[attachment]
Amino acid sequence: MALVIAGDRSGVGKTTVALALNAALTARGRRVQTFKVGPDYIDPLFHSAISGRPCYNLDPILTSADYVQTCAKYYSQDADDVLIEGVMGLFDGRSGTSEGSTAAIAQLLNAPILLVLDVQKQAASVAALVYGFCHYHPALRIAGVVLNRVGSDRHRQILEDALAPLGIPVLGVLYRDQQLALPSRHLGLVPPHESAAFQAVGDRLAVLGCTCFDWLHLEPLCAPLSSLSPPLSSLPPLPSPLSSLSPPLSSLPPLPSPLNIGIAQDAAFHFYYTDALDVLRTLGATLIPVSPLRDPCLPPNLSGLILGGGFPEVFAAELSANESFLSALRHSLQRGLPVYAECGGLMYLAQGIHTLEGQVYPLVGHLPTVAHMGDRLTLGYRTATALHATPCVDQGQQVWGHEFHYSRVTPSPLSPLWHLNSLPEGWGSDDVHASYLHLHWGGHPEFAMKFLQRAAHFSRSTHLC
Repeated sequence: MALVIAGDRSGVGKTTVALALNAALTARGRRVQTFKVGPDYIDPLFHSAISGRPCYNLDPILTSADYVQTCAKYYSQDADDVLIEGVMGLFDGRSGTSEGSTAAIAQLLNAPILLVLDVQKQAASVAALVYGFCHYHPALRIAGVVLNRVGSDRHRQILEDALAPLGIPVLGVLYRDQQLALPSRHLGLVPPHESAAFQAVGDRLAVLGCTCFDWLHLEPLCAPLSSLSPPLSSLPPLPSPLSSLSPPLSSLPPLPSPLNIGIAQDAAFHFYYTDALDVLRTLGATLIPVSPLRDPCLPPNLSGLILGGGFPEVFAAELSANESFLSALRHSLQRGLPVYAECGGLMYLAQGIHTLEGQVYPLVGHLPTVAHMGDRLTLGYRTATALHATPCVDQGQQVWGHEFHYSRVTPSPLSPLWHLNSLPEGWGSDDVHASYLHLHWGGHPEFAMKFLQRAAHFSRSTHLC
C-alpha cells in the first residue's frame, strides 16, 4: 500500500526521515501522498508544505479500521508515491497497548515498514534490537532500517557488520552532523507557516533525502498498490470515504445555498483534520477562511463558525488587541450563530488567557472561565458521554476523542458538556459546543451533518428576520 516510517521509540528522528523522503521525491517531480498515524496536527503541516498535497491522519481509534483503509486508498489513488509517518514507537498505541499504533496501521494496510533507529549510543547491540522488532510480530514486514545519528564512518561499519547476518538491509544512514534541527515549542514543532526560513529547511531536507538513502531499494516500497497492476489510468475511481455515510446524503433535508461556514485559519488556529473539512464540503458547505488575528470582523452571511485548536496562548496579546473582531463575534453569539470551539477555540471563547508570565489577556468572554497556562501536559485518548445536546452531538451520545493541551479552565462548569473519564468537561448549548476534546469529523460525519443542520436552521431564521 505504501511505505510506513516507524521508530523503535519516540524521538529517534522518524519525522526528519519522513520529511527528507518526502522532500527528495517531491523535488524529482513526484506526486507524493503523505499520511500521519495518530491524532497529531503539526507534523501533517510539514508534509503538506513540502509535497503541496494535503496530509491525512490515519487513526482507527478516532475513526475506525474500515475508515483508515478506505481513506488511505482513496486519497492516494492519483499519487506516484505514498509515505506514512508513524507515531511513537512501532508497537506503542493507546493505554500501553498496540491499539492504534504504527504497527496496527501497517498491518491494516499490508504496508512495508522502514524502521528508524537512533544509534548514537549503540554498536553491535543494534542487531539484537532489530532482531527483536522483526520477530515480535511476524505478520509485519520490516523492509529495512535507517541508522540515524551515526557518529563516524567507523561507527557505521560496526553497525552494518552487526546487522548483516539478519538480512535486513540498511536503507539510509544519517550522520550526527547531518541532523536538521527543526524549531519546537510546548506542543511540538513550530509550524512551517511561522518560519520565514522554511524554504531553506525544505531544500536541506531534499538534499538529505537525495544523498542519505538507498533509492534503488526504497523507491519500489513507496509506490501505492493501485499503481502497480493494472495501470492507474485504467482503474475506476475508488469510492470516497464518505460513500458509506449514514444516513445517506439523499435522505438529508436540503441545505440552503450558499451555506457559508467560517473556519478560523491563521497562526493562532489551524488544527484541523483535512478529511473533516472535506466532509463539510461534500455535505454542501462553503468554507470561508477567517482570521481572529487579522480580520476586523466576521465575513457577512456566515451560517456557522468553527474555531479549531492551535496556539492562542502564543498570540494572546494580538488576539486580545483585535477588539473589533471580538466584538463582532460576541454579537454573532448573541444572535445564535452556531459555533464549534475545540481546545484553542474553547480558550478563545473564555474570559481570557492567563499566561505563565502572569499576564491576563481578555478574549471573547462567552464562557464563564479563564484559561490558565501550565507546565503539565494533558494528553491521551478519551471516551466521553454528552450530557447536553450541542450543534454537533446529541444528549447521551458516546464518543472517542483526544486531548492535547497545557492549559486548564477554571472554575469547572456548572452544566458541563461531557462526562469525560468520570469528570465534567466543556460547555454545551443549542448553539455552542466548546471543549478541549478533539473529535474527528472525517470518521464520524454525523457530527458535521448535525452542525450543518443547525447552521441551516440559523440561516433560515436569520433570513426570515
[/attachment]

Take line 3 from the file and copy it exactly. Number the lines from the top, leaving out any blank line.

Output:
C-alpha cells in the first residue's frame, strides 16, 4: 500500500526521515501522498508544505479500521508515491497497548515498514534490537532500517557488520552532523507557516533525502498498490470515504445555498483534520477562511463558525488587541450563530488567557472561565458521554476523542458538556459546543451533518428576520 516510517521509540528522528523522503521525491517531480498515524496536527503541516498535497491522519481509534483503509486508498489513488509517518514507537498505541499504533496501521494496510533507529549510543547491540522488532510480530514486514545519528564512518561499519547476518538491509544512514534541527515549542514543532526560513529547511531536507538513502531499494516500497497492476489510468475511481455515510446524503433535508461556514485559519488556529473539512464540503458547505488575528470582523452571511485548536496562548496579546473582531463575534453569539470551539477555540471563547508570565489577556468572554497556562501536559485518548445536546452531538451520545493541551479552565462548569473519564468537561448549548476534546469529523460525519443542520436552521431564521 505504501511505505510506513516507524521508530523503535519516540524521538529517534522518524519525522526528519519522513520529511527528507518526502522532500527528495517531491523535488524529482513526484506526486507524493503523505499520511500521519495518530491524532497529531503539526507534523501533517510539514508534509503538506513540502509535497503541496494535503496530509491525512490515519487513526482507527478516532475513526475506525474500515475508515483508515478506505481513506488511505482513496486519497492516494492519483499519487506516484505514498509515505506514512508513524507515531511513537512501532508497537506503542493507546493505554500501553498496540491499539492504534504504527504497527496496527501497517498491518491494516499490508504496508512495508522502514524502521528508524537512533544509534548514537549503540554498536553491535543494534542487531539484537532489530532482531527483536522483526520477530515480535511476524505478520509485519520490516523492509529495512535507517541508522540515524551515526557518529563516524567507523561507527557505521560496526553497525552494518552487526546487522548483516539478519538480512535486513540498511536503507539510509544519517550522520550526527547531518541532523536538521527543526524549531519546537510546548506542543511540538513550530509550524512551517511561522518560519520565514522554511524554504531553506525544505531544500536541506531534499538534499538529505537525495544523498542519505538507498533509492534503488526504497523507491519500489513507496509506490501505492493501485499503481502497480493494472495501470492507474485504467482503474475506476475508488469510492470516497464518505460513500458509506449514514444516513445517506439523499435522505438529508436540503441545505440552503450558499451555506457559508467560517473556519478560523491563521497562526493562532489551524488544527484541523483535512478529511473533516472535506466532509463539510461534500455535505454542501462553503468554507470561508477567517482570521481572529487579522480580520476586523466576521465575513457577512456566515451560517456557522468553527474555531479549531492551535496556539492562542502564543498570540494572546494580538488576539486580545483585535477588539473589533471580538466584538463582532460576541454579537454573532448573541444572535445564535452556531459555533464549534475545540481546545484553542474553547480558550478563545473564555474570559481570557492567563499566561505563565502572569499576564491576563481578555478574549471573547462567552464562557464563564479563564484559561490558565501550565507546565503539565494533558494528553491521551478519551471516551466521553454528552450530557447536553450541542450543534454537533446529541444528549447521551458516546464518543472517542483526544486531548492535547497545557492549559486548564477554571472554575469547572456548572452544566458541563461531557462526562469525560468520570469528570465534567466543556460547555454545551443549542448553539455552542466548546471543549478541549478533539473529535474527528472525517470518521464520524454525523457530527458535521448535525452542525450543518443547525447552521441551516440559523440561516433560515436569520433570513426570515